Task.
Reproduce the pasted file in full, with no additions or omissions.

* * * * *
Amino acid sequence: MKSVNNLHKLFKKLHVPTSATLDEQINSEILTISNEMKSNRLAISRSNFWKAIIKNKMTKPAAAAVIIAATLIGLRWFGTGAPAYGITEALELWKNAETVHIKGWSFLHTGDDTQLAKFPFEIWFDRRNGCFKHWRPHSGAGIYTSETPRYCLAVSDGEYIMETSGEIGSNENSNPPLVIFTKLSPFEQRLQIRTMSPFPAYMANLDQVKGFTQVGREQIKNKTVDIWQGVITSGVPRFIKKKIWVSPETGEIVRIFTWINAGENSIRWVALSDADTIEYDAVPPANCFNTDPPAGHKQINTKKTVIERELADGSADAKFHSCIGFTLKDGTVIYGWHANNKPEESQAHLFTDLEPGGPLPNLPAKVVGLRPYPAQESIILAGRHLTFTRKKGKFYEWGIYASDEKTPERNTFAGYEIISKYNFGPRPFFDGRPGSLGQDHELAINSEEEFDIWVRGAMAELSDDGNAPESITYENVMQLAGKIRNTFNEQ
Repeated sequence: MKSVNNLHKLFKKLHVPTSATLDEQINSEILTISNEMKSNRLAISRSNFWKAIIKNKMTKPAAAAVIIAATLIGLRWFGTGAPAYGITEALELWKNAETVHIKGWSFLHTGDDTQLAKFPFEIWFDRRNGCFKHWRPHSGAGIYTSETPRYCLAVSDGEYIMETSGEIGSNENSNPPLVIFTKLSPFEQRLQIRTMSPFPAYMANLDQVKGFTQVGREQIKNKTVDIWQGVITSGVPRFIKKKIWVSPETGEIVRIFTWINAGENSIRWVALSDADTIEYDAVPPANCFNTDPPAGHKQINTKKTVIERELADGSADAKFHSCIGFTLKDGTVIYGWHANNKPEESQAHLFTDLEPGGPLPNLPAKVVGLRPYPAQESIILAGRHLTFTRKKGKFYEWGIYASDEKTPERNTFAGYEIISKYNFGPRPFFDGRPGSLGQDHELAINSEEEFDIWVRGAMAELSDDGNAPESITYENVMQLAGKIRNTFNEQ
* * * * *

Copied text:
Amino acid sequence: MKSVNNLHKLFKKLHVPTSATLDEQINSEILTISNEMKSNRLAISRSNFWKAIIKNKMTKPAAAAVIIAATLIGLRWFGTGAPAYGITEALELWKNAETVHIKGWSFLHTGDDTQLAKFPFEIWFDRRNGCFKHWRPHSGAGIYTSETPRYCLAVSDGEYIMETSGEIGSNENSNPPLVIFTKLSPFEQRLQIRTMSPFPAYMANLDQVKGFTQVGREQIKNKTVDIWQGVITSGVPRFIKKKIWVSPETGEIVRIFTWINAGENSIRWVALSDADTIEYDAVPPANCFNTDPPAGHKQINTKKTVIERELADGSADAKFHSCIGFTLKDGTVIYGWHANNKPEESQAHLFTDLEPGGPLPNLPAKVVGLRPYPAQESIILAGRHLTFTRKKGKFYEWGIYASDEKTPERNTFAGYEIISKYNFGPRPFFDGRPGSLGQDHELAINSEEEFDIWVRGAMAELSDDGNAPESITYENVMQLAGKIRNTFNEQ
Repeated sequence: MKSVNNLHKLFKKLHVPTSATLDEQINSEILTISNEMKSNRLAISRSNFWKAIIKNKMTKPAAAAVIIAATLIGLRWFGTGAPAYGITEALELWKNAETVHIKGWSFLHTGDDTQLAKFPFEIWFDRRNGCFKHWRPHSGAGIYTSETPRYCLAVSDGEYIMETSGEIGSNENSNPPLVIFTKLSPFEQRLQIRTMSPFPAYMANLDQVKGFTQVGREQIKNKTVDIWQGVITSGVPRFIKKKIWVSPETGEIVRIFTWINAGENSIRWVALSDADTIEYDAVPPANCFNTDPPAGHKQINTKKTVIERELADGSADAKFHSCIGFTLKDGTVIYGWHANNKPEESQAHLFTDLEPGGPLPNLPAKVVGLRPYPAQESIILAGRHLTFTRKKGKFYEWGIYASDEKTPERNTFAGYEIISKYNFGPRPFFDGRPGSLGQDHELAINSEEEFDIWVRGAMAELSDDGNAPESITYENVMQLAGKIRNTFNEQ